It may very well build to something amazing, but if readers lose interest before they ever reach that amazing thing, then all the build up is for naught.

And don’t get me wrong. There were a couple really good, emotional scenes, but how far can just a couple of emotional scenes carry a reader?

For a story to be interesting, you need stakes. You need something on the line and a reason for the character to want it.

The overwhelming majority of the time, that means emotions are involved.

It doesn’t have to be some grand scale thing, some major adventure to be interesting. You don’t have to traverse multiple worlds to tell an interesting story. Hell, it can be the most basic premise in the world.

The thing that most often compels people to keep reading is emotion.

Okay, I’ll stop talking in circles and give you an example.

If I just say “Mary walked up the stairs in her Victorian home, old bones creaking as loudly as the wood she trod upon,” it might pique your interest.

But there’s nothing at stake. There’s no emotion to pull you in, just a potentially interesting setting.

She’s just some old biddy walking up the stairs.

But if i describe her desperation, describe the tears flooding the wrinkles on her face as she pushes herself up the stairs with all her might, if I show the pictures of her late husband on the wall, the husband she bought and remodeled that home with, if I tell you about the threat of the nursing home looming on the horizon, waiting for the day she can’t make it up those stairs to her bedroom…

If I show you the picture of her wedding day waiting for her on a little table on the landing to greet her, if she reaches out a hand and touches that picture and says, “I can stay with you one more day, love…”

That emotion MAKES the story.

It’s still just a story of one woman climbing the stairs.

But it has stakes. It hits you right in the feels.

And that is what keeps people reading.

At least, in my case.

That’s why my books are so emotional, because that’s what I look for in a book.

Yeah, they have adventure and usually magic and world building (I tend to write epic high fantasy romance, after all). But the emotion is what makes the story.

It’s that little thing that makes the characters, and thus the story, real.

Never underestimate the power of emotion in books. It can be the difference between a mediocre book and one that absolutely blows people away.

Keep reading. Keep writing.

Later.

Writing self-sabotaging characters

Hi, guys!

Last week, I talked about writing believable romance and compelling chemistry, exploring the things that might draw two people together.

But if one of the people involved tends toward self-sabotage, the normal conventions no longer apply and relationships tend toward… dysfunctional.

If you’re writing a self-sabotaging character, it isn’t enough to just put them in a bad relationship. You need to understand why they’re there, so you can write them, and the ensuing relationship, accurately.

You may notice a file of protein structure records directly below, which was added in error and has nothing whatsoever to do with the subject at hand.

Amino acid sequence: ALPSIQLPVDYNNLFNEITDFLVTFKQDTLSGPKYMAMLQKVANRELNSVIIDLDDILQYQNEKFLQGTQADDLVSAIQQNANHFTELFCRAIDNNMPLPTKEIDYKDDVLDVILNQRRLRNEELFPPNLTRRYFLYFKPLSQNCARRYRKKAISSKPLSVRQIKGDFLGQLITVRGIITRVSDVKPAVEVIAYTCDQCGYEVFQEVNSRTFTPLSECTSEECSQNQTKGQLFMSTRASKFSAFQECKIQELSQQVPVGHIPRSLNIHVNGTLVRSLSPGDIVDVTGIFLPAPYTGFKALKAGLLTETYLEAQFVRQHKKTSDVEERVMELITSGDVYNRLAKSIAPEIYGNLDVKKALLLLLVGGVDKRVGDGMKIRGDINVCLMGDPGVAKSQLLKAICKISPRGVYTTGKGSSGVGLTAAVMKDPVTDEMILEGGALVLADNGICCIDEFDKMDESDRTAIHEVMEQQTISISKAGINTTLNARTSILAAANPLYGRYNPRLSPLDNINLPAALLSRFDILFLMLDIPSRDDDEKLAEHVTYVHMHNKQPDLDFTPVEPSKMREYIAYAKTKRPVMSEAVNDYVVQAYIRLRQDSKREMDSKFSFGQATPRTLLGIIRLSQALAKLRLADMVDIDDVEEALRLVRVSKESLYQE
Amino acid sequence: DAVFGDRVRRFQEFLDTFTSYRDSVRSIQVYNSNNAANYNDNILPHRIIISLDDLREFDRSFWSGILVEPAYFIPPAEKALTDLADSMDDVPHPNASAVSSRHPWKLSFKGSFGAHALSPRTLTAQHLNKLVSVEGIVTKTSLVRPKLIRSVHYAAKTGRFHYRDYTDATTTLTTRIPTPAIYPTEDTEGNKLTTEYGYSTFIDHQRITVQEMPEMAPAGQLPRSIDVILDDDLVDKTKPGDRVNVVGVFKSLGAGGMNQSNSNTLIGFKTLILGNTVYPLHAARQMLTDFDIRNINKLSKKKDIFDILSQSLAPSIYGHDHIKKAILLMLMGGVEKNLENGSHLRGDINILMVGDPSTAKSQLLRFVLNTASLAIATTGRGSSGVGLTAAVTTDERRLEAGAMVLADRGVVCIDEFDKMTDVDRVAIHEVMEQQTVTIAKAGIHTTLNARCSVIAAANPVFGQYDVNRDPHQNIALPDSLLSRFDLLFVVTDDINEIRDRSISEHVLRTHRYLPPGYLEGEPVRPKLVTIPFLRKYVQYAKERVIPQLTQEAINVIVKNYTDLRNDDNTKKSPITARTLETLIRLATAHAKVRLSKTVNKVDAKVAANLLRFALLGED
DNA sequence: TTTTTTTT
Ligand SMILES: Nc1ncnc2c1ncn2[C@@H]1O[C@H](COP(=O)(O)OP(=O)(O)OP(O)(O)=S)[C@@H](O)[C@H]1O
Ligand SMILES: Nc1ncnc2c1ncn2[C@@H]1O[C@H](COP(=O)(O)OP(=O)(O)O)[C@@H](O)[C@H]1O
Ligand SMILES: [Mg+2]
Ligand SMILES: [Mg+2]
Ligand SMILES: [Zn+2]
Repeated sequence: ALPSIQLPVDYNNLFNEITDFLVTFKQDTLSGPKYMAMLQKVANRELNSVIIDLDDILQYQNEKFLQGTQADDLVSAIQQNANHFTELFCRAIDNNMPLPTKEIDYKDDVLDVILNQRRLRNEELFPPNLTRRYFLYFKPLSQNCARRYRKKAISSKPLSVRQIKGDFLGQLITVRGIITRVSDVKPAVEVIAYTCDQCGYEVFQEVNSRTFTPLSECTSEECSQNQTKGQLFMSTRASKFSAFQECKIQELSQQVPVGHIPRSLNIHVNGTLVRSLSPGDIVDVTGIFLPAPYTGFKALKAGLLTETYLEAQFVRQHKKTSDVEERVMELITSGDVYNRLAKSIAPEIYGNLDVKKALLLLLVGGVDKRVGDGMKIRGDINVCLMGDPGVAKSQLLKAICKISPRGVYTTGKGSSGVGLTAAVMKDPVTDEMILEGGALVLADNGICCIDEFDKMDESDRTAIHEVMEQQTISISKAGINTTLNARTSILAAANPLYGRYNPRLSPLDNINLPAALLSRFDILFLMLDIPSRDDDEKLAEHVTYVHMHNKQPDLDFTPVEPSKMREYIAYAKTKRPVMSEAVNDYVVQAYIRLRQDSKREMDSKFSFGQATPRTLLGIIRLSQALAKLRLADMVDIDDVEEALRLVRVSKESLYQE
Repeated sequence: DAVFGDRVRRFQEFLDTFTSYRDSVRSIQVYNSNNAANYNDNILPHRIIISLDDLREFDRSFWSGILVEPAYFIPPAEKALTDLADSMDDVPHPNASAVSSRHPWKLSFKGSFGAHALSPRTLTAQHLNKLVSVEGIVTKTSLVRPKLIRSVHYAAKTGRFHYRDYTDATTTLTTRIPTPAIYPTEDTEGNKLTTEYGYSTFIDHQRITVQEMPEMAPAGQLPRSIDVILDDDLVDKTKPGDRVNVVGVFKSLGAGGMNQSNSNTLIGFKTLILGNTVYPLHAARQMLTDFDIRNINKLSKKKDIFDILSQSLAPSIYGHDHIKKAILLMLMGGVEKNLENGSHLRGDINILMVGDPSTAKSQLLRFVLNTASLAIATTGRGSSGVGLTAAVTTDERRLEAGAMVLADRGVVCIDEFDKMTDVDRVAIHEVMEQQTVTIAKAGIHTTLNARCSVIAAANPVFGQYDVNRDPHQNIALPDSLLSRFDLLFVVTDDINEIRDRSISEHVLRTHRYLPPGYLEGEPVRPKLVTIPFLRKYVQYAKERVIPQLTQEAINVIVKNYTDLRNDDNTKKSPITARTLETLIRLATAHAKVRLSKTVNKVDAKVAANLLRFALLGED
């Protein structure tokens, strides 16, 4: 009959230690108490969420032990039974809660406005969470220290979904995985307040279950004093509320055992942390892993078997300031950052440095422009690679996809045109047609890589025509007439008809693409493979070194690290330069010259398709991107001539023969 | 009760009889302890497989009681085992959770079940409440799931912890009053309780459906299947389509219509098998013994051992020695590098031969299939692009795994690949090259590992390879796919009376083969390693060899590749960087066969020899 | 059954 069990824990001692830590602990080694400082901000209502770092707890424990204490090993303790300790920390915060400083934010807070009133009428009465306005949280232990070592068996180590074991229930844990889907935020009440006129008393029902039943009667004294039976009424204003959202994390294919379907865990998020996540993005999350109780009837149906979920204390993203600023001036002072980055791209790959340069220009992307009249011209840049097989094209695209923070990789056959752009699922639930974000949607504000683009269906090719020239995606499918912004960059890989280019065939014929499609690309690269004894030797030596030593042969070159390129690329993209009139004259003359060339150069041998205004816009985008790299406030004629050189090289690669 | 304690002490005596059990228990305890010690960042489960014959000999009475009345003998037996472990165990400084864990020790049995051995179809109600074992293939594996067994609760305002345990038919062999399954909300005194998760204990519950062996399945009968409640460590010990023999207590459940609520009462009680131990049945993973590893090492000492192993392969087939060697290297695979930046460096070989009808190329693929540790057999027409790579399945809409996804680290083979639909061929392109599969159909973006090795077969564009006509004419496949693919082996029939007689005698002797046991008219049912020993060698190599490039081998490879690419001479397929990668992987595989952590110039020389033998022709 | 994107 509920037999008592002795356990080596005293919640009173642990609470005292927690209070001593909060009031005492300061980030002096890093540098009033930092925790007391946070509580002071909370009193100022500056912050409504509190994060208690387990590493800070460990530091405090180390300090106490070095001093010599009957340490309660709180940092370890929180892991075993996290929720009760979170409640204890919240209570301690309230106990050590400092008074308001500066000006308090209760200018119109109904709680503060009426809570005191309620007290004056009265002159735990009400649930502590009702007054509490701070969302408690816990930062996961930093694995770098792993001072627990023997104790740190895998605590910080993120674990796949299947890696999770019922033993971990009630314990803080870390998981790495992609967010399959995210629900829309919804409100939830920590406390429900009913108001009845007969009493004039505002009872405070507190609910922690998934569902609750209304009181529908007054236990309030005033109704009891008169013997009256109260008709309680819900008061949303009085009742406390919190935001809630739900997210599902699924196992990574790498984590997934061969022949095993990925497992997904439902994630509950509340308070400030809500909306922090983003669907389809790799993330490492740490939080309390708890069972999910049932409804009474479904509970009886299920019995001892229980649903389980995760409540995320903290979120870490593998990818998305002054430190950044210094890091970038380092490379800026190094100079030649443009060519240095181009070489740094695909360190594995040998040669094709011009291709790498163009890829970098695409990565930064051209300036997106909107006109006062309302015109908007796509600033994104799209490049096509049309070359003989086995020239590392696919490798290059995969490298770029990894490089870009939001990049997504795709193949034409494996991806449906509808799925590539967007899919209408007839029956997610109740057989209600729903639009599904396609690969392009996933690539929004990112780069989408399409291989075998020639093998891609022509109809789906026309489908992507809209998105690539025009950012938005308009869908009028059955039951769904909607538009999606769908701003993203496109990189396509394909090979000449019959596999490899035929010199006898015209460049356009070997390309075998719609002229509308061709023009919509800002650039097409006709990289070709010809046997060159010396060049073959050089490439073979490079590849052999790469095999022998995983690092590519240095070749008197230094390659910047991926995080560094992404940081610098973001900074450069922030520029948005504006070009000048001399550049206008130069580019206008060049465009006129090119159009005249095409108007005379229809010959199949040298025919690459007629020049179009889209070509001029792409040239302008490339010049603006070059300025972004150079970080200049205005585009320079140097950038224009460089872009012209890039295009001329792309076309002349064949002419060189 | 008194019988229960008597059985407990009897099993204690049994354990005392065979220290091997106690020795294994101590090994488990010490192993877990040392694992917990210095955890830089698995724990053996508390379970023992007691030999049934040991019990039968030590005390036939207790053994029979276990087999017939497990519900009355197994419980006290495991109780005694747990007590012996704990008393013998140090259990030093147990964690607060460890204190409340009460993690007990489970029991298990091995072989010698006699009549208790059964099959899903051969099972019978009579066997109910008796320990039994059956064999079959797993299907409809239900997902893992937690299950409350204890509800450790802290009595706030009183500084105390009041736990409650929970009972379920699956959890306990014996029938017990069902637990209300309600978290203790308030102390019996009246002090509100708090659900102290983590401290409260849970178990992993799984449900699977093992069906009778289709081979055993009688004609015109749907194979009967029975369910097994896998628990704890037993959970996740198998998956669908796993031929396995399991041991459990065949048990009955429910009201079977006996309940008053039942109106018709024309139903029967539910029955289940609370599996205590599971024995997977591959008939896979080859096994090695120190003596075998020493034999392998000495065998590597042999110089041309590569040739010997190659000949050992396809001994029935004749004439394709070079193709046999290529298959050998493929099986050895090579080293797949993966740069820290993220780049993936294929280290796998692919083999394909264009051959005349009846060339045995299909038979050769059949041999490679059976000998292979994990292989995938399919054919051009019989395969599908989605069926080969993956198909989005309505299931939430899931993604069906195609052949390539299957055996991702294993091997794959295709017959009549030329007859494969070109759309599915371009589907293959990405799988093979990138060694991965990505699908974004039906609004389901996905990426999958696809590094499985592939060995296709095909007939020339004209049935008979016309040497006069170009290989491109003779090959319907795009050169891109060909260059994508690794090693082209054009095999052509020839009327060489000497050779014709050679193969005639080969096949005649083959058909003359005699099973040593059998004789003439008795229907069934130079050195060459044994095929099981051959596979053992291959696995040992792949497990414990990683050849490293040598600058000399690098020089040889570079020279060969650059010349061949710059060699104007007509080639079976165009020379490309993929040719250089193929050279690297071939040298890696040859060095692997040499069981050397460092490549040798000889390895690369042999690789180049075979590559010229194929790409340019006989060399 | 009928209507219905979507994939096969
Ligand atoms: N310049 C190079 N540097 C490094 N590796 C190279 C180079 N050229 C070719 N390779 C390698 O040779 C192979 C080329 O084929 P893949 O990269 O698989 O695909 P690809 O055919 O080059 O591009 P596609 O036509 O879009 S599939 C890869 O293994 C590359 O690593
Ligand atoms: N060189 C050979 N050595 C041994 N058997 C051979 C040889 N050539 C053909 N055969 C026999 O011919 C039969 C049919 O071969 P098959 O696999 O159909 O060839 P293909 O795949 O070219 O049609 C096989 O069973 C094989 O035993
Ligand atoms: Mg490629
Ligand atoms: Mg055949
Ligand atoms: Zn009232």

There are several types of people who do this. People who fear change and sabotage opportunities to prevent change. People who want to make others feel better about themselves.

And the most common, which is the one we’ll be talking about today, people with catastrophically low self-esteem.

People who genuinely hate themselves or feel intrinsically broken, perhaps due to trauma or a broken home or depression/anxiety, aren’t likely to look for someone who would be good for them. There’s a reason so many people end up in shitty, abusive relationships.

They don’t value themselves worth the effort of improvement or worth taking a good person off the market. They probably don’t even realize what they’re doing to themselves, but they’re seeking the shitty treatment they think they deserve.

At such a low point, something small might be enough to draw them in. Attention of any kind from someone who has even one quality they like, even something small like an outgoing nature, a cool tattoo, or good fashion sense, might be enough to draw them in.

Why?

Because they’re surprised they got attention or compassion from anyone.

And since they’re getting attention from someone, which is more than they think they deserve to begin with, they overlook glaring faults (drug abuse, cheating, domestic abuse, etc.) with ease. There’s a good chance they’ll internalize all of that, blaming themselves for their partner’s philandering or the abuse.

They’re likely to push good people away and seek out shitheads. Meeting someone good isn’t going to magically fix them or show them that they deserve happiness.

Until they learn to value themselves (which takes a hell of a lot of time and work), they won’t seek a functional relationship.

And that may very well be their downfall.

These characters can be absolutely heartbreaking to write, partly because it’s all too real. Far too many people destroy their own chances at happiness simply because they don’t believe themselves worthy of it.

So, if you decide to write one of these characters, keep these things in mind. It will be one hell of a journey, with a lot of time spent in darkness.